Managing user-to-resource (or IoT) connections requires a ZTNA solution that extends certain parts of the network to third party contractors and IT users who needs access to specific resources, preventing them from accessing data on the main network — or explore the hotel, so to speak. In the smart city example, ZTNA would establish an isolated connection between the third-party consultant and the video cameras.
What steps should an enterprise take when choosing a zero trust system?
Define your use case
Narrowing down your use case portfolio and the challenges within it will help determine what type of solution your organization needs. For example, enterprises must distinguish between site-to-site or remote access use cases. This could be anything from connecting IoT devices, vehicles, kiosks, retail outlets, and more. Or it could mean providing secure remote access functions to internal or third-party users. Zeroing in on the use case will make a difference when looking for a solution to best fit the needs of your business.
Determine a solution for your specific use case
Using cellular and wired broadband connections, businesses are expanding across distributed sites. Simultaneously, data centers are being replaced by cloud-hosted applications. With all this change in network architecture, establishing and configuring a 5G zero trust environment is important, but minimizing complexity is critical. To simplify deployment and management, a solution should:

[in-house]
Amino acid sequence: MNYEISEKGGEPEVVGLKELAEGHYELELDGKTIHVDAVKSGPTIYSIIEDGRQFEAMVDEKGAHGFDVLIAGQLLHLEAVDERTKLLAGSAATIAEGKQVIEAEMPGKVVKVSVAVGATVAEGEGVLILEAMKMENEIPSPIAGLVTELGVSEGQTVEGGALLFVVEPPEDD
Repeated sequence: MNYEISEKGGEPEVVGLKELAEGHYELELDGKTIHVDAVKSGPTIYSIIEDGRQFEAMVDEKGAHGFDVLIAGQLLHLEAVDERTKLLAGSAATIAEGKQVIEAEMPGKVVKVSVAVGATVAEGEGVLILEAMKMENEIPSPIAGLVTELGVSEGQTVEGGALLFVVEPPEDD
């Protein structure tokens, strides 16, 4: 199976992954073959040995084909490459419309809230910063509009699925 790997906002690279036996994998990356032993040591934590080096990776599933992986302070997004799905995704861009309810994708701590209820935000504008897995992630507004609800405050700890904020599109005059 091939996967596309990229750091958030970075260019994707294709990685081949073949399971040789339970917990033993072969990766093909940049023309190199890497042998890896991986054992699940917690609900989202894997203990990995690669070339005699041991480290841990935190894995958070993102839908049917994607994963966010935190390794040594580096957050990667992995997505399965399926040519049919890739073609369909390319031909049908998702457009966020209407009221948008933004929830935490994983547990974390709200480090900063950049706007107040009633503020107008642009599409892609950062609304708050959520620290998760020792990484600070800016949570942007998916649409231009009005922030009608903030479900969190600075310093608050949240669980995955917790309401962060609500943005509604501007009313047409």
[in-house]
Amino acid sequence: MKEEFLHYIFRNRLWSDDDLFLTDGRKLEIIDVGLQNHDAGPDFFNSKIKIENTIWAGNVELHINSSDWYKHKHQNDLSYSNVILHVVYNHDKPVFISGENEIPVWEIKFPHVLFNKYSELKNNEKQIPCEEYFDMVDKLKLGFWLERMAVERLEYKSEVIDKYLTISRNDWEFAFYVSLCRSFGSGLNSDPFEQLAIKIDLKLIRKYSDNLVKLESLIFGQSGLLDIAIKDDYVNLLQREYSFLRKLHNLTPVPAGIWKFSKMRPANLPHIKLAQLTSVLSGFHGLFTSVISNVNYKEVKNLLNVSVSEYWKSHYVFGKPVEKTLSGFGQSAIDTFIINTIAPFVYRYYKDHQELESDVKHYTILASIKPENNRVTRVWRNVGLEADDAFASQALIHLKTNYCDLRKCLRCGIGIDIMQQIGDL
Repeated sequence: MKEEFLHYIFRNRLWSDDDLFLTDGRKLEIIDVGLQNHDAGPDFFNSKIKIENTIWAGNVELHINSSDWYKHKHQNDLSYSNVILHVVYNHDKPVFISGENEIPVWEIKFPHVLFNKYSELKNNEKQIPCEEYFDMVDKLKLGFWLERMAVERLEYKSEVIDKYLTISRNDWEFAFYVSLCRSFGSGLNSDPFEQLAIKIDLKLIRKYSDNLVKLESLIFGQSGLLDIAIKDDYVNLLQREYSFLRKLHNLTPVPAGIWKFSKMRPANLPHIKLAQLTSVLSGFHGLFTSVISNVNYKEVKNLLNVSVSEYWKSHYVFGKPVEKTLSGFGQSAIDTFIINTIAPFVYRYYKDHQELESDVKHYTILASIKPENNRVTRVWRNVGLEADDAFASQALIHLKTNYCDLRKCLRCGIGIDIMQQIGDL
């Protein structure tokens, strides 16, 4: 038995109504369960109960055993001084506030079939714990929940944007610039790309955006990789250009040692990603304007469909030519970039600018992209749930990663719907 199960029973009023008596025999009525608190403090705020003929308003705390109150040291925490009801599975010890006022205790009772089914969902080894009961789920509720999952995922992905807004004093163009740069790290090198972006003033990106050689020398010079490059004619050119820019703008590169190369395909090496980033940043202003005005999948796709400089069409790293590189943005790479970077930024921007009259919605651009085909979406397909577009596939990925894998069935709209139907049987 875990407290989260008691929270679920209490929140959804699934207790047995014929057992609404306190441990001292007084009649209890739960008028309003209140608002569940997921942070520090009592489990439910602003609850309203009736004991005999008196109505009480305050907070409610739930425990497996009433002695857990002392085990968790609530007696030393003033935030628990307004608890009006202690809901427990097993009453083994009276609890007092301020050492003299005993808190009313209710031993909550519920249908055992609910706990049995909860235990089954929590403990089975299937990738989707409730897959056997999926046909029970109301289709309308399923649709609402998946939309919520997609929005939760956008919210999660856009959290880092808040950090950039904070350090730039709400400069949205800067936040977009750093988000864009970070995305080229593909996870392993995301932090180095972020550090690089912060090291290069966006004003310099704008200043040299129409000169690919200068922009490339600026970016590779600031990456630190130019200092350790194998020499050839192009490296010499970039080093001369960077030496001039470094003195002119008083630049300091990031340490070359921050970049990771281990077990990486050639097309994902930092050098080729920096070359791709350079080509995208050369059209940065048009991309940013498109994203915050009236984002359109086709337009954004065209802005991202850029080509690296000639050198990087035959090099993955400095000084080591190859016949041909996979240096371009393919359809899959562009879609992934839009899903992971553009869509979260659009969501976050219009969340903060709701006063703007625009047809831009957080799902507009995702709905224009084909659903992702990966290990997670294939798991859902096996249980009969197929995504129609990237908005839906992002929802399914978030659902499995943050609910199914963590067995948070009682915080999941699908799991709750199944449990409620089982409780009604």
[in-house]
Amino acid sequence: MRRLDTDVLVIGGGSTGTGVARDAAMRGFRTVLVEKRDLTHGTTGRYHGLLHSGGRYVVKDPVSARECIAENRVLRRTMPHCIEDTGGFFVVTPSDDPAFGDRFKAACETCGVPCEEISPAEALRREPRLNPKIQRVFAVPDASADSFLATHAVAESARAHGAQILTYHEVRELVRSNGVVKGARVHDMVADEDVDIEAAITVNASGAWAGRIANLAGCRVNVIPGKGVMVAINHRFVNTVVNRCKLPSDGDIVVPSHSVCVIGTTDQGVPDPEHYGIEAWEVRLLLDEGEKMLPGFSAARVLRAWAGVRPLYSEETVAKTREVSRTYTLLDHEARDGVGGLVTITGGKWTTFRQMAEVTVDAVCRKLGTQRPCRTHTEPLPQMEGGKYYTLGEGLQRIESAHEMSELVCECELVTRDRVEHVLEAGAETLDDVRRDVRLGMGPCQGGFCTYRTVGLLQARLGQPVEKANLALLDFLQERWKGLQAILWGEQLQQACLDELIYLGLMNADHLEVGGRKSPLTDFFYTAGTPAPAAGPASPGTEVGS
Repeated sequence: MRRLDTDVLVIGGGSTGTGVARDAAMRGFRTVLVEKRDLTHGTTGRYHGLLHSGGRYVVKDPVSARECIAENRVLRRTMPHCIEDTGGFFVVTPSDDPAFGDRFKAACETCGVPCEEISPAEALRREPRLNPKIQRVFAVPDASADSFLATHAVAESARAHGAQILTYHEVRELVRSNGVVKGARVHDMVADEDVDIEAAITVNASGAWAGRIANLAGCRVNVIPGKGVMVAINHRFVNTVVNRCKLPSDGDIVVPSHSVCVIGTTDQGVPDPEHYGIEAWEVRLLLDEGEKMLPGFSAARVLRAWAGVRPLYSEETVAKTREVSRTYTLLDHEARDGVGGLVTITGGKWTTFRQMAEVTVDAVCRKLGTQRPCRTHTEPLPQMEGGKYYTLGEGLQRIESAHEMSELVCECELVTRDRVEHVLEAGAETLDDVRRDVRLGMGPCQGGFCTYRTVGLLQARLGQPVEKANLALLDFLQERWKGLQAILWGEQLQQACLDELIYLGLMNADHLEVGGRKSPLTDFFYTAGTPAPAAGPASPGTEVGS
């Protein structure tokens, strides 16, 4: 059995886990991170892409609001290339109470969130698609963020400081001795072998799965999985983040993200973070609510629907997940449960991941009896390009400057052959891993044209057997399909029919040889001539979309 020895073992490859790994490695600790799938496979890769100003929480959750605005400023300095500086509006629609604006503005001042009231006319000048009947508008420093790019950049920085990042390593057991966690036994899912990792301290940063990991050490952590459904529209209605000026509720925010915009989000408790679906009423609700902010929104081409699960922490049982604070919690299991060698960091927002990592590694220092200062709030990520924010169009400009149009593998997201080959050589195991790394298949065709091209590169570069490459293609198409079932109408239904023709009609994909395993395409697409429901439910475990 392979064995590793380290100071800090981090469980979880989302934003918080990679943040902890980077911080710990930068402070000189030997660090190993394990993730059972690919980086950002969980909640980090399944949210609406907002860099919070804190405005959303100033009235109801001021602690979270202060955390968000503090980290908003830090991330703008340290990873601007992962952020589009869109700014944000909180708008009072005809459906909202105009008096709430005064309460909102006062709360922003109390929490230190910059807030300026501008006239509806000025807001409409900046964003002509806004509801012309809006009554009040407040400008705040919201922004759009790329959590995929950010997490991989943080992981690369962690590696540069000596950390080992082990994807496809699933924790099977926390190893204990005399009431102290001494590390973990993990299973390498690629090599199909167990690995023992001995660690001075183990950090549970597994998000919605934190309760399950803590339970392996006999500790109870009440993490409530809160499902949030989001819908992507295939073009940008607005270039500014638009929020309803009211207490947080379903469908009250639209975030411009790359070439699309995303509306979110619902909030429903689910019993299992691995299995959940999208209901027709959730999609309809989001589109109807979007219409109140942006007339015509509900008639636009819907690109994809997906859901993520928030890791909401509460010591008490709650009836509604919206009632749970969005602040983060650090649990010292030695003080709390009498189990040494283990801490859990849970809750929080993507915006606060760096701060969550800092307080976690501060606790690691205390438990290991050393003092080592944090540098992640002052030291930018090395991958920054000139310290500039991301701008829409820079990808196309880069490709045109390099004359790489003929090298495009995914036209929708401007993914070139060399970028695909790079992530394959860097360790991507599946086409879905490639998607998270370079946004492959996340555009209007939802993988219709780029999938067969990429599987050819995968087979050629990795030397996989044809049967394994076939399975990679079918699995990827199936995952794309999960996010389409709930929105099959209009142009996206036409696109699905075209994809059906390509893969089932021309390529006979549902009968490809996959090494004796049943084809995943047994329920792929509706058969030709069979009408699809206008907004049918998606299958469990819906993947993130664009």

- Use a unified approach that combines next-gen zero trust principles with 5G optimized SD-WAN to improve Quality of Experience (QoE) over wireless and hybrid WANs.
- Build a secure end-to-end zero trust network through a single platform, replacing traditional cumbersome VPNs.
- Ensure features such as automation, intuitive orchestration, and name-based routing are included as part of the offering.
- Extend secure, isolated user-to-resource access to third party contractors and IT users.
- Provide lean IT staff with real-time visibility and control of user-based access policies and all WAN networking and security events through a single pane of glass.